14 - What other writers or writings are important for your work, or simply your life outside of your work?

I read a lot of Canadian books, with a particular focus of late on Indigenous writers. I really appreciate the way Thomas King, Leanne Betasamosake Simpson and Eden Robinson, among many others, slip humour so gracefully and generously into difficult subject matter. It’s what I try to do in my writing, and as my main tactic for staying sane.  I am a huge fan of Emma Donoghue, David Chariandy, Zadie Smith, Chimamanda Ngozi Adichie, Barbara Kingsolver… A saving grace of the pandemic was all the extra reading time.

15 - What would you like to do that you haven't yet done?

Nearly everything! Cross Canada in an RV, swim with dolphins, visit Iceland. And also smash the patriarchy.

16 - If you could pick any other occupation to attempt, what would it be? Or, alternately, what do you think you would have ended up doing had you not been a writer?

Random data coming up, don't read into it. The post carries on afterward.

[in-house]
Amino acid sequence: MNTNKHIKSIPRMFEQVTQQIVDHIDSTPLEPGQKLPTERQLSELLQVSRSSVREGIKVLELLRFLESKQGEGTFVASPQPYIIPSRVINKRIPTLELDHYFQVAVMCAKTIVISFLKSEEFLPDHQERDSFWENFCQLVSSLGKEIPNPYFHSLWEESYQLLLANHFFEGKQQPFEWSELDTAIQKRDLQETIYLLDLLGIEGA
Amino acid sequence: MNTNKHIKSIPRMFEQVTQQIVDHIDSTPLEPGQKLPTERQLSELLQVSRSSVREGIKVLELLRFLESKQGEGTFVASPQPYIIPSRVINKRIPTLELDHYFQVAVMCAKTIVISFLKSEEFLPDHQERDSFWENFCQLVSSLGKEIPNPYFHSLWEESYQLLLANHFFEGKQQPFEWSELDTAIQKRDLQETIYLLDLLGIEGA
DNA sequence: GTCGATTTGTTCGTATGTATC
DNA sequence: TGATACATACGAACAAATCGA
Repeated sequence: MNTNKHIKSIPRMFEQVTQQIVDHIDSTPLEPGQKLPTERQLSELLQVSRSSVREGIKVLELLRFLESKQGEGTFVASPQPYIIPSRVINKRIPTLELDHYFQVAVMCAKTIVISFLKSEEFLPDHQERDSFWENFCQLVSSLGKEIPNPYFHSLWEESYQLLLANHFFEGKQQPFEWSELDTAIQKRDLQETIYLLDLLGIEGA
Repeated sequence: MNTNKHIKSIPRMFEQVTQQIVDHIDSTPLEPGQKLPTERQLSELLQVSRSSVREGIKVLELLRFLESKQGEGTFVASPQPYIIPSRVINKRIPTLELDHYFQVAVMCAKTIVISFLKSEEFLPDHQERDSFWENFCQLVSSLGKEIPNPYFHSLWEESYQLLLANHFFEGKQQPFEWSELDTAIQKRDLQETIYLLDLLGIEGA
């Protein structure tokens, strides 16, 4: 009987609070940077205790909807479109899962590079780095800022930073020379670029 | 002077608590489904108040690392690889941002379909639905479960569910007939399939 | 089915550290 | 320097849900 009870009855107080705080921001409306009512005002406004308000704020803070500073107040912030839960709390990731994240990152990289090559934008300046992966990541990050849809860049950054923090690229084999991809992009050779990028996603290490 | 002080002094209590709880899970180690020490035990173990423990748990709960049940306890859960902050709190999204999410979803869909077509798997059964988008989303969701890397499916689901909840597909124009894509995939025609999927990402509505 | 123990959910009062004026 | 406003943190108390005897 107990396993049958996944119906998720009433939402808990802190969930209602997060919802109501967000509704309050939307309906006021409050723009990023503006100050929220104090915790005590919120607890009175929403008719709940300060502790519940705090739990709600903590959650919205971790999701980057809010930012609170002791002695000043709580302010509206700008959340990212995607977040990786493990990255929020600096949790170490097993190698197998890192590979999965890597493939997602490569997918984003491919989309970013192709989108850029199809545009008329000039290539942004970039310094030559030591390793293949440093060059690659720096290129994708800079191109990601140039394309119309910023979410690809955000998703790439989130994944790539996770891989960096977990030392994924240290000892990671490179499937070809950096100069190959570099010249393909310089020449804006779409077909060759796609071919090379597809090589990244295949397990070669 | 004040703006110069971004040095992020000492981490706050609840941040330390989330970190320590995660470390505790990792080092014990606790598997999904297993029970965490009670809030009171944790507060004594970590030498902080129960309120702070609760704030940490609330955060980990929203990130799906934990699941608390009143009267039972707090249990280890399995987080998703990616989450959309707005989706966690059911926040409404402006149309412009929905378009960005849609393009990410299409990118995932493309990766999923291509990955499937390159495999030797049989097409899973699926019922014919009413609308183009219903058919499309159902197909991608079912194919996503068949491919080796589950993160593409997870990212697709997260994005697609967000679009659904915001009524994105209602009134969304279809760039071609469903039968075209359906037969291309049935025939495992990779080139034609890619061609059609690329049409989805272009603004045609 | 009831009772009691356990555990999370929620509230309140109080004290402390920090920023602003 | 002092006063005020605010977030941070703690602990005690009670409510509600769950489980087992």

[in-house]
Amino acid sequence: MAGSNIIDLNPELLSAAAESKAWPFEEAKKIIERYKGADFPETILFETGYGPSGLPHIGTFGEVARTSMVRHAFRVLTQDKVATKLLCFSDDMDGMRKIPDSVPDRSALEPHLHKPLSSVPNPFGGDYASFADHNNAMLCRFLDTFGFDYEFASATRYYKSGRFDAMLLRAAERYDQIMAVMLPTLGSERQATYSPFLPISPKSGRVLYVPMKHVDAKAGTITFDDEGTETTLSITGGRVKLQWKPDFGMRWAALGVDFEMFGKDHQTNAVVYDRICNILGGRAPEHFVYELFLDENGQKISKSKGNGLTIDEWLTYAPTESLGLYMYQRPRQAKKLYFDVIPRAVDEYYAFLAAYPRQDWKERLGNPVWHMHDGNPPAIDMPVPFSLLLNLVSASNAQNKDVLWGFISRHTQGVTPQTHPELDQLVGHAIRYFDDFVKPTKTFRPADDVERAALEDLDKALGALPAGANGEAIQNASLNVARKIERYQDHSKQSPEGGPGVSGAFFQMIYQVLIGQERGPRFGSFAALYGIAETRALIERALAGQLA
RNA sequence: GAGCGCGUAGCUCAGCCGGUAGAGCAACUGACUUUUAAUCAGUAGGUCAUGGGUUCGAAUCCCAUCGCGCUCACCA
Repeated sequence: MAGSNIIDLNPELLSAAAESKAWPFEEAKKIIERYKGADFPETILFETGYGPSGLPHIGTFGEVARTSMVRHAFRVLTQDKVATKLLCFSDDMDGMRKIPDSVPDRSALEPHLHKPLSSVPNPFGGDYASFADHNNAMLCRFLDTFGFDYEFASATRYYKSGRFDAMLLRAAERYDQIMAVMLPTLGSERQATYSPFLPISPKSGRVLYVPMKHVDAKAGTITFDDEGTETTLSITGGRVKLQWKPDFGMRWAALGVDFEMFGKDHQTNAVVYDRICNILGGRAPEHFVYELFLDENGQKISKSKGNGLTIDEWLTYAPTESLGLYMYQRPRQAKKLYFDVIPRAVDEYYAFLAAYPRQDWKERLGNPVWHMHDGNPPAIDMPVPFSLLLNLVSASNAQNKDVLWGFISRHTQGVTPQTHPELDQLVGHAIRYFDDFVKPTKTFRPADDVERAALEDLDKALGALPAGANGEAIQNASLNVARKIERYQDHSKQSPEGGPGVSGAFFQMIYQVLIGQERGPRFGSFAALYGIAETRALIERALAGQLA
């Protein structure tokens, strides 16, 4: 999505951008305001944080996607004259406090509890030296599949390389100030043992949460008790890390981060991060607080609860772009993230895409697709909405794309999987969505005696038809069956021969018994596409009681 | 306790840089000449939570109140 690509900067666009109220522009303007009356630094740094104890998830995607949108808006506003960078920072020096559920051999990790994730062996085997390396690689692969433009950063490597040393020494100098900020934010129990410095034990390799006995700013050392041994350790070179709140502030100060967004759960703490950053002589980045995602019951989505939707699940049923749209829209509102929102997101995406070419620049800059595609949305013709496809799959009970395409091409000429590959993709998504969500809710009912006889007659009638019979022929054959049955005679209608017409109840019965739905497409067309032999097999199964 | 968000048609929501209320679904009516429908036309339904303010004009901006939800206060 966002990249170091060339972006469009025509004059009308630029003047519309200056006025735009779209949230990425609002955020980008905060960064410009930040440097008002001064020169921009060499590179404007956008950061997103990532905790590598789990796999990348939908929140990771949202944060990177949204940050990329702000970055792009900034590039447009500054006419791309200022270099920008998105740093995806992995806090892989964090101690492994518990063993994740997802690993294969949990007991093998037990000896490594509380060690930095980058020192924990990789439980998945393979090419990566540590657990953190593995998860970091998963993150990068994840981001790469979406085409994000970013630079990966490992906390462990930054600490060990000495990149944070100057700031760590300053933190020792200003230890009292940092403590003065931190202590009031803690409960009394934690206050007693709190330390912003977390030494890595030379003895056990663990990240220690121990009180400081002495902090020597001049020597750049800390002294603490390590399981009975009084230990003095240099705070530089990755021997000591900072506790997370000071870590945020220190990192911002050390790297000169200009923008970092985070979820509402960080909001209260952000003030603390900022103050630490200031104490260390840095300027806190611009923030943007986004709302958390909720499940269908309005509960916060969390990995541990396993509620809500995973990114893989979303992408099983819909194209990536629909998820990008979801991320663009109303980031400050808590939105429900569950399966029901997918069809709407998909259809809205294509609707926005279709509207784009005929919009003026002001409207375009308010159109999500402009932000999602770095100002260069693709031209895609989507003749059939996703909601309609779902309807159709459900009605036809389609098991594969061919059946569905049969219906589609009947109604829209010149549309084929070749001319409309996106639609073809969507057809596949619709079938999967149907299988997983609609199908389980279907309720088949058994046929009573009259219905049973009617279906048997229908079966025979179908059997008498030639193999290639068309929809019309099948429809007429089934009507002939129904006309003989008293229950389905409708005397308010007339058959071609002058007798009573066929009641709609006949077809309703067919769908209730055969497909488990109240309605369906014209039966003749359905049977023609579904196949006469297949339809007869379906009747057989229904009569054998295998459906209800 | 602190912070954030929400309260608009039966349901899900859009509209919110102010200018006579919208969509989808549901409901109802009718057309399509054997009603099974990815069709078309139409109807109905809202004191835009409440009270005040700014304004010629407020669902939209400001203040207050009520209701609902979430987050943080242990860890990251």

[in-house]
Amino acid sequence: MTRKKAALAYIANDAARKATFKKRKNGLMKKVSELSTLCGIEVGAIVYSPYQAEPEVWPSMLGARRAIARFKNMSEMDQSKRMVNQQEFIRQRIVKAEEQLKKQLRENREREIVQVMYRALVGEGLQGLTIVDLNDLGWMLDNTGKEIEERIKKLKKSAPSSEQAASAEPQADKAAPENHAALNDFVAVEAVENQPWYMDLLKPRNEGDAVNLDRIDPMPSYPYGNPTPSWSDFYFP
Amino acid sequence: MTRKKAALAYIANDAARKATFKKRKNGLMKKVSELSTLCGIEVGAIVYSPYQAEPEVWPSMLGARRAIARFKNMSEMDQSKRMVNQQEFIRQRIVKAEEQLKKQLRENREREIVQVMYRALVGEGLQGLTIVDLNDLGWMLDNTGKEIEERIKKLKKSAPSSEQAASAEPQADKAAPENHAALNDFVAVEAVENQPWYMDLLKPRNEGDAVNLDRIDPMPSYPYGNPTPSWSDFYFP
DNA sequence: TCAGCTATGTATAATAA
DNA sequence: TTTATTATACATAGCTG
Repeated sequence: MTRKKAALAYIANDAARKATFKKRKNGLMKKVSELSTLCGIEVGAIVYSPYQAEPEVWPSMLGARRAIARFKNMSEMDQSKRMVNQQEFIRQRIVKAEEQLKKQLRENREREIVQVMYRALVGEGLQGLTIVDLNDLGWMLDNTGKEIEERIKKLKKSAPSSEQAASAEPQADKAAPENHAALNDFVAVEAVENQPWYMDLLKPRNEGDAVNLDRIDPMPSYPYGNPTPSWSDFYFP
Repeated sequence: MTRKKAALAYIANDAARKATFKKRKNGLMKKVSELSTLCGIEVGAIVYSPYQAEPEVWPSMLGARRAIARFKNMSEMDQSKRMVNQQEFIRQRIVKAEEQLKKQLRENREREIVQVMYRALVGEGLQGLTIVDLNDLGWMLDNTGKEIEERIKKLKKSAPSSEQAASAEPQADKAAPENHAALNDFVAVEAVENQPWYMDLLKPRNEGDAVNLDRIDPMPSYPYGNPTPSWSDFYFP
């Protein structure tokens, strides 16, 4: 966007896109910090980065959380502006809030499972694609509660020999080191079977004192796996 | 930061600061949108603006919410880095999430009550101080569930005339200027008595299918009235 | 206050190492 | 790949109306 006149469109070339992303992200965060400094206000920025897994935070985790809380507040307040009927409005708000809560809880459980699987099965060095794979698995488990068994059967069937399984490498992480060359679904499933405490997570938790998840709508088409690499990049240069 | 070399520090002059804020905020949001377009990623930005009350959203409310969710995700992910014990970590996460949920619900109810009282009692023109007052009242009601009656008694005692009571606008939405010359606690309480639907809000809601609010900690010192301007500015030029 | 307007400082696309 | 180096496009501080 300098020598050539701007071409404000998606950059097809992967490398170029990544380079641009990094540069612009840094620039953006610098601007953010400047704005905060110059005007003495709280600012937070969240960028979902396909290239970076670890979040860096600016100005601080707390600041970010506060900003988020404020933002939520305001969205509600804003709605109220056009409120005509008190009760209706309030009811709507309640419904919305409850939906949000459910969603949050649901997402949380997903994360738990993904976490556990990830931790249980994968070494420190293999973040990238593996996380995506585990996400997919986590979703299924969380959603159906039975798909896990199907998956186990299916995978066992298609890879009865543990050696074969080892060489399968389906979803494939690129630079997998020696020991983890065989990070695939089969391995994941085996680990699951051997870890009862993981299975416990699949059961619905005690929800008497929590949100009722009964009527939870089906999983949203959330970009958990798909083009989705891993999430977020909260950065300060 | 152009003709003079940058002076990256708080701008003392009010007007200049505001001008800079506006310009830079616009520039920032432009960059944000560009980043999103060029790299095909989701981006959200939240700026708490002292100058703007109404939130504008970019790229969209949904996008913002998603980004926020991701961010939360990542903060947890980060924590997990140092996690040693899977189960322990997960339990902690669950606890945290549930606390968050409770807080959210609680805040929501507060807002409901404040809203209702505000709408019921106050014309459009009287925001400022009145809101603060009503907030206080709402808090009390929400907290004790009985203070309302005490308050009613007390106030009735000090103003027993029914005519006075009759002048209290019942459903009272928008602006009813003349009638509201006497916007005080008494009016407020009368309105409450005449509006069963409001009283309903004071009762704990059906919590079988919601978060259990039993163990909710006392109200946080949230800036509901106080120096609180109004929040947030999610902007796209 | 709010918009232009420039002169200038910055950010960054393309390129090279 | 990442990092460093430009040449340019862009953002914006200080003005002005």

I have a degree in translation but didn’t use it, and I think I might have succeeded as a literary translator. I would have made a good radio producer, perhaps. Instead, I worked most of my life in the nonprofit sector, and am just now, at the age of 58, embarking on a writing career. It may be 4 pm, but there is plenty of day left. 

17 - What made you write, as opposed to doing something else?

I did something else until I ran out of things to do for money, and then I wrote about that.

18 - What was the last great book you read? What was the last great film?

Book: How to Pronounce Knife. Film: Nomadland.

19 - What are you currently working on?

I have a picture book coming out this fall with Anchorless Press, inspired by the last year spent caring for my two-year old granddaughter. I did the story and artwork. My next project (funded by the Canada Council, whoopee!) is to write the first in a series of biographies for children ages 8 - 12.  It will be based on oral history interviews with all kinds of Canadian women who have done fascinating things.

12 or 20 (second series) questions;